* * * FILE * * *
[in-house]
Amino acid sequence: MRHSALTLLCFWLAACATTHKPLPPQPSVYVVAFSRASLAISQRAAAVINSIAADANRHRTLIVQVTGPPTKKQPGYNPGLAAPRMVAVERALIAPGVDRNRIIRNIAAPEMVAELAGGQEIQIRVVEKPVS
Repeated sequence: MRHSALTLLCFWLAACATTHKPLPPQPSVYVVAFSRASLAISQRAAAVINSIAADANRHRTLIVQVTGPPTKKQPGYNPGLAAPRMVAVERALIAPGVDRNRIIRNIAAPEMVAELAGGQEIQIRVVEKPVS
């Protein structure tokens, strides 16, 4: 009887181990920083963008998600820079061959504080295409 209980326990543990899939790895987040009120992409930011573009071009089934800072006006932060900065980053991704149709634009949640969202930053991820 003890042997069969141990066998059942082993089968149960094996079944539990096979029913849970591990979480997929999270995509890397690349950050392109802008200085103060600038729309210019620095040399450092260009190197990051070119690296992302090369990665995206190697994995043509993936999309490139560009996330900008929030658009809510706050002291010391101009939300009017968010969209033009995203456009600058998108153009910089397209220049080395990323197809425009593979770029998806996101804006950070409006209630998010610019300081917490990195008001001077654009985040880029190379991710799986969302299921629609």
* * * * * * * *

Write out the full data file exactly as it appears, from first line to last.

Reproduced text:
[in-house]
Amino acid sequence: MRHSALTLLCFWLAACATTHKPLPPQPSVYVVAFSRASLAISQRAAAVINSIAADANRHRTLIVQVTGPPTKKQPGYNPGLAAPRMVAVERALIAPGVDRNRIIRNIAAPEMVAELAGGQEIQIRVVEKPVS
Repeated sequence: MRHSALTLLCFWLAACATTHKPLPPQPSVYVVAFSRASLAISQRAAAVINSIAADANRHRTLIVQVTGPPTKKQPGYNPGLAAPRMVAVERALIAPGVDRNRIIRNIAAPEMVAELAGGQEIQIRVVEKPVS
């Protein structure tokens, strides 16, 4: 009887181990920083963008998600820079061959504080295409 209980326990543990899939790895987040009120992409930011573009071009089934800072006006932060900065980053991704149709634009949640969202930053991820 003890042997069969141990066998059942082993089968149960094996079944539990096979029913849970591990979480997929999270995509890397690349950050392109802008200085103060600038729309210019620095040399450092260009190197990051070119690296992302090369990665995206190697994995043509993936999309490139560009996330900008929030658009809510706050002291010391101009939300009017968010969209033009995203456009600058998108153009910089397209220049080395990323197809425009593979770029998806996101804006950070409006209630998010610019300081917490990195008001001077654009985040880029190379991710799986969302299921629609």